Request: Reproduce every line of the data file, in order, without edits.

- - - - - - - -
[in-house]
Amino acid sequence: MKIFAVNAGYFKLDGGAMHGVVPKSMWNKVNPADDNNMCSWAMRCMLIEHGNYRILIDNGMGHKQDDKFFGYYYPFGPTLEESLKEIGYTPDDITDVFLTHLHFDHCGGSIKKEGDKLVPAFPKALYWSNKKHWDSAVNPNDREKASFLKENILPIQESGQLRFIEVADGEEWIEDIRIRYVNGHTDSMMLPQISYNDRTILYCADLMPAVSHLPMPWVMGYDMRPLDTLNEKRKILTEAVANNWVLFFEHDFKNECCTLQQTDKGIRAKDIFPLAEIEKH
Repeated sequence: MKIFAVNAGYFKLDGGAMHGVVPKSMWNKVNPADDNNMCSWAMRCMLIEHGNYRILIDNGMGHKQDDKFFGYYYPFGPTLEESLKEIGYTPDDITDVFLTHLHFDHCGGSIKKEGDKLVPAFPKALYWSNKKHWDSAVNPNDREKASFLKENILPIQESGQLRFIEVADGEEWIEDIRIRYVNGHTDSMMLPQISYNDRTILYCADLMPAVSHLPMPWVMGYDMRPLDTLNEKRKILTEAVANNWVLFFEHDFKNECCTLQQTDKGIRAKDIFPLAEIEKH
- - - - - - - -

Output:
[in-house]
Amino acid sequence: MKIFAVNAGYFKLDGGAMHGVVPKSMWNKVNPADDNNMCSWAMRCMLIEHGNYRILIDNGMGHKQDDKFFGYYYPFGPTLEESLKEIGYTPDDITDVFLTHLHFDHCGGSIKKEGDKLVPAFPKALYWSNKKHWDSAVNPNDREKASFLKENILPIQESGQLRFIEVADGEEWIEDIRIRYVNGHTDSMMLPQISYNDRTILYCADLMPAVSHLPMPWVMGYDMRPLDTLNEKRKILTEAVANNWVLFFEHDFKNECCTLQQTDKGIRAKDIFPLAEIEKH
Repeated sequence: MKIFAVNAGYFKLDGGAMHGVVPKSMWNKVNPADDNNMCSWAMRCMLIEHGNYRILIDNGMGHKQDDKFFGYYYPFGPTLEESLKEIGYTPDDITDVFLTHLHFDHCGGSIKKEGDKLVPAFPKALYWSNKKHWDSAVNPNDREKASFLKENILPIQESGQLRFIEVADGEEWIEDIRIRYVNGHTDSMMLPQISYNDRTILYCADLMPAVSHLPMPWVMGYDMRPLDTLNEKRKILTEAVANNWVLFFEHDFKNECCTLQQTDKGIRAKDIFPLAEIEKH